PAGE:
Scottish folk literature is characterised by a wide range of creative expression: story, song, play and proverb. This anthology, first published in 1984, provides an authoritative introduction to Scottish folk literature, and is unique in that it deals with all the genres intrinsic to Scottish tradition. Its selected texts offer an unusual and diverse enjoyment to the reader, including such forms as wonder tales or Marhcen, classical ballads, riddles, jocular tales, lyric and comic and occupational folksongs, rhymes, historical and supernatural legends, and guisers' plays. The texts chosen cover the main regional traditions of Lowland Scotland, from Galloway to the Shetlands, and span a number of centuries, through both pre- and post-industrial periods, from a sailor's worksong of the sixteenth century to modern urban legends just recently recorded. The book is arranged in four sections, on Folk Narrative, Folksong, Folksay, and Folk Drama, each with an introduction and a bibliographical essay setting the material in context and indicating some of its international links. Folk literature itself is brought into firm focus by discussion and generic example, and the anthology as a whole illuminates substantial areas of Scottish social and cultural life.
With the end of the Cold War, threats to national security have become increasingly non-military in nature. Issues such as climate change, resource scarcity, infectious diseases, natural disasters, irregular migration, drug trafficking, information security and transnational crime have come to the forefront. This book provides a comprehensive introduction to Non-Traditional Security concepts. It does so by:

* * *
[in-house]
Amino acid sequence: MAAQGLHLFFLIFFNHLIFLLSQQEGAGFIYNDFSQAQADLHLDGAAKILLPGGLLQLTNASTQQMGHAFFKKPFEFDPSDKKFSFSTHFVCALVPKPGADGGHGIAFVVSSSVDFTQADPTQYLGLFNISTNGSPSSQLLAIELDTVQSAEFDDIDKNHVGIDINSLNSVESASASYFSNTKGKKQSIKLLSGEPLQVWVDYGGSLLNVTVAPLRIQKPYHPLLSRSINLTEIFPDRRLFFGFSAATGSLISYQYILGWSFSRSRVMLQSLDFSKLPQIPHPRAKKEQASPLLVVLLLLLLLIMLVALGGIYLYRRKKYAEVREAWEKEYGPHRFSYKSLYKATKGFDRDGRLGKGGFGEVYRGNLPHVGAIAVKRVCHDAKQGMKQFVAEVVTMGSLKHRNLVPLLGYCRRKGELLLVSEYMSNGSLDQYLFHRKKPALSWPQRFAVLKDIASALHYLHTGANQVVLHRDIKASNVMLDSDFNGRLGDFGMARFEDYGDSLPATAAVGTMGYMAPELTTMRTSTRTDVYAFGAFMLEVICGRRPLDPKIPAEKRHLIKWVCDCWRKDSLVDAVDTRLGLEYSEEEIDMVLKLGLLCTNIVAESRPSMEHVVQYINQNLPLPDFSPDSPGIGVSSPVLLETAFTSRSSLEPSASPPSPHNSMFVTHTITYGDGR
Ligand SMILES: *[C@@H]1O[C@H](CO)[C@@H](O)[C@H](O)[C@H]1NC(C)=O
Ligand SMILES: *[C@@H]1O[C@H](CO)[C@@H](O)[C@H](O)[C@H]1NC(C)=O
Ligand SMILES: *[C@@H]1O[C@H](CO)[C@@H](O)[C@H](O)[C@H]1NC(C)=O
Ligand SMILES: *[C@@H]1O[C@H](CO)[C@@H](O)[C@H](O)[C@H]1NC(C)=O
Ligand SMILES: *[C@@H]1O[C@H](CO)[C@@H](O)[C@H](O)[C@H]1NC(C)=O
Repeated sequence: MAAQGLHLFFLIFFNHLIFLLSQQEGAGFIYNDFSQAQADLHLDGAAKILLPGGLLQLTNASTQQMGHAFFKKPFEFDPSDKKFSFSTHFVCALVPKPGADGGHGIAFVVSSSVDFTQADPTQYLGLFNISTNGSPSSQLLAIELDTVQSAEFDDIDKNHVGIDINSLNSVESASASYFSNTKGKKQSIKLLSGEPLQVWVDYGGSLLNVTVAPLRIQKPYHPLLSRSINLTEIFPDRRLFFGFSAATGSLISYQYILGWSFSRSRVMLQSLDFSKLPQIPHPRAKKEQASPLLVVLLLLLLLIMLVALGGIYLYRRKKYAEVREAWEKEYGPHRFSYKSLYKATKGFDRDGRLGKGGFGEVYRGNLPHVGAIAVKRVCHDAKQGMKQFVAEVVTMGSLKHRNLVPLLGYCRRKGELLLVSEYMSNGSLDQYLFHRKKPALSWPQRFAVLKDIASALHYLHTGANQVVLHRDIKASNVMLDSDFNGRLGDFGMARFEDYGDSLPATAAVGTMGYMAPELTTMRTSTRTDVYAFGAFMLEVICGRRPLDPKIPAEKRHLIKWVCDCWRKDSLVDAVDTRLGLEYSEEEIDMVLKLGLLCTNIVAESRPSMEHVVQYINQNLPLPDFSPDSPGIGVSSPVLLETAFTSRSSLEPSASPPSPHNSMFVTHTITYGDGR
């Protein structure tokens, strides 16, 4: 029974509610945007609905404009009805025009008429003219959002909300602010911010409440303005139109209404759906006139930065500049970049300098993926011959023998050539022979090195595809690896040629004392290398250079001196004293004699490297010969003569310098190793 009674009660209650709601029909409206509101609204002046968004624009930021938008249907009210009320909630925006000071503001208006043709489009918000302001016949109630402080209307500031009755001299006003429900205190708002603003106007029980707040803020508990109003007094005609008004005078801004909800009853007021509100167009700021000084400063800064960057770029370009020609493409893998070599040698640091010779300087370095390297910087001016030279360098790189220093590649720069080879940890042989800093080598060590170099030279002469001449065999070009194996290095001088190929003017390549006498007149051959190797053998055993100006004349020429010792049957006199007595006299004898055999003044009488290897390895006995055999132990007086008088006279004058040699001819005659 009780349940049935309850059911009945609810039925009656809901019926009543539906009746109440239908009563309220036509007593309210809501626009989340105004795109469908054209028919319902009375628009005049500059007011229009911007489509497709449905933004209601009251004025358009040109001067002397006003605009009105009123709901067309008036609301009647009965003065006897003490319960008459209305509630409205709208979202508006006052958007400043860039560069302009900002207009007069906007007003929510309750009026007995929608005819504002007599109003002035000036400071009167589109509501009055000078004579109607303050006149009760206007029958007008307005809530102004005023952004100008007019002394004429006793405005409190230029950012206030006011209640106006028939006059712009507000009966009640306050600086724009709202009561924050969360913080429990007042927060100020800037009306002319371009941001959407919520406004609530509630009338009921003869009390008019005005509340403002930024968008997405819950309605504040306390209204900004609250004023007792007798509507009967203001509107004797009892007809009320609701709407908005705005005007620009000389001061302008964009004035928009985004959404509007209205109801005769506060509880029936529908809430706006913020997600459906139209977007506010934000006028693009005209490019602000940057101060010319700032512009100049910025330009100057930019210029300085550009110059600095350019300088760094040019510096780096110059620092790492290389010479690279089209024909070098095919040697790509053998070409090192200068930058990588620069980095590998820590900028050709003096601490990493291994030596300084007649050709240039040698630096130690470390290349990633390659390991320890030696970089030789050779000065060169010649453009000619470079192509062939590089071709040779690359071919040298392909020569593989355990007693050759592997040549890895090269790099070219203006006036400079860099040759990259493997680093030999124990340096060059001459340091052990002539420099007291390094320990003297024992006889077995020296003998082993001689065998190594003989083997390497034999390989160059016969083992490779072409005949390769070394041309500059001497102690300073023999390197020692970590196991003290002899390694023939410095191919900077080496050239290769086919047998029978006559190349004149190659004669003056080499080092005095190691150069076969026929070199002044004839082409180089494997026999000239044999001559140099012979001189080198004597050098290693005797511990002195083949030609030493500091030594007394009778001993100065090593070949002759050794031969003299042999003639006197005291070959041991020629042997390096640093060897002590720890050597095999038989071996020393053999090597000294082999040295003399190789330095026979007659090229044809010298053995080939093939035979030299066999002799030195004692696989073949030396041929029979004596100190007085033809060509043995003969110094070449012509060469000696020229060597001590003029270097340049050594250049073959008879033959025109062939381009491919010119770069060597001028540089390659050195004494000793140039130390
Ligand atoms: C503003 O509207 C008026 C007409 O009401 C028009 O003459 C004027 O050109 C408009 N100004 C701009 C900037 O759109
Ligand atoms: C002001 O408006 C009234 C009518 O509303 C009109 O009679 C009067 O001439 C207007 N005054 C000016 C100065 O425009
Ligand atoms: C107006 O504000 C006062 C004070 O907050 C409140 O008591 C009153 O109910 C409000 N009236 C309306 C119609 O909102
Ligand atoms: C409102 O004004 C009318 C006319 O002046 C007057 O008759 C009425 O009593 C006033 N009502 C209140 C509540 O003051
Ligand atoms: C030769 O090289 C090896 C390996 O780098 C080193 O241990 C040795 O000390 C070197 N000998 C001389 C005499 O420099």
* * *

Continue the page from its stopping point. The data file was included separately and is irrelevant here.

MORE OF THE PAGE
Edited by a leading figure in the field, this is an authoritative guide to the key concepts that you'll encounter throughout your non-traditional, and environmental, security studies courses.
The Introduction, which gives information about the life and work of Procopius and also about previous editions and studies of the text, is followed by Chapter 1 which contains an analytical codicological and palaeological description of codex Ath, which was written in the late 13th century and is thus the earliest extant ms of Procopius' Wars. Section 2 examines the position of the codex in the stemma codicum, proposed by the latest editor of the text, Jacob Haury, Procopius Caesariensis Opera Omnia (Teubner: Leipzig, 1905-12, revised by G.Wirth, 1963). A collation of the text with the principal manuscripts (K and L) of the two families, z and y, shows that Ath belongs to the y family. A further collation of Ath with all other extant manuscripts of this family of the fifteenth and sixteenth centuries, illustrates the importance of Ath in the tradition of the text, despite its minor phonetic, grammatical, syntactical and linguistic errors. Section 3 gives a description and updated information of all manuscripts of family y, which were briefly described by previous editors, and some of them were not examined at all, before their relation is examined and the stemma codicum is revised on the basis of a series of propositions. It is concluded that Ath has been the exemplar for some of the later manuscripts, either directly or through intermediaries. The study concludes with a more theoretical chapter, Section 4, which places the production of Ath and other manuscripts, containing Procopius' works and other early Byzantine historiographical texts, in the general context of the intellectual milieu of the Palaeologan period.
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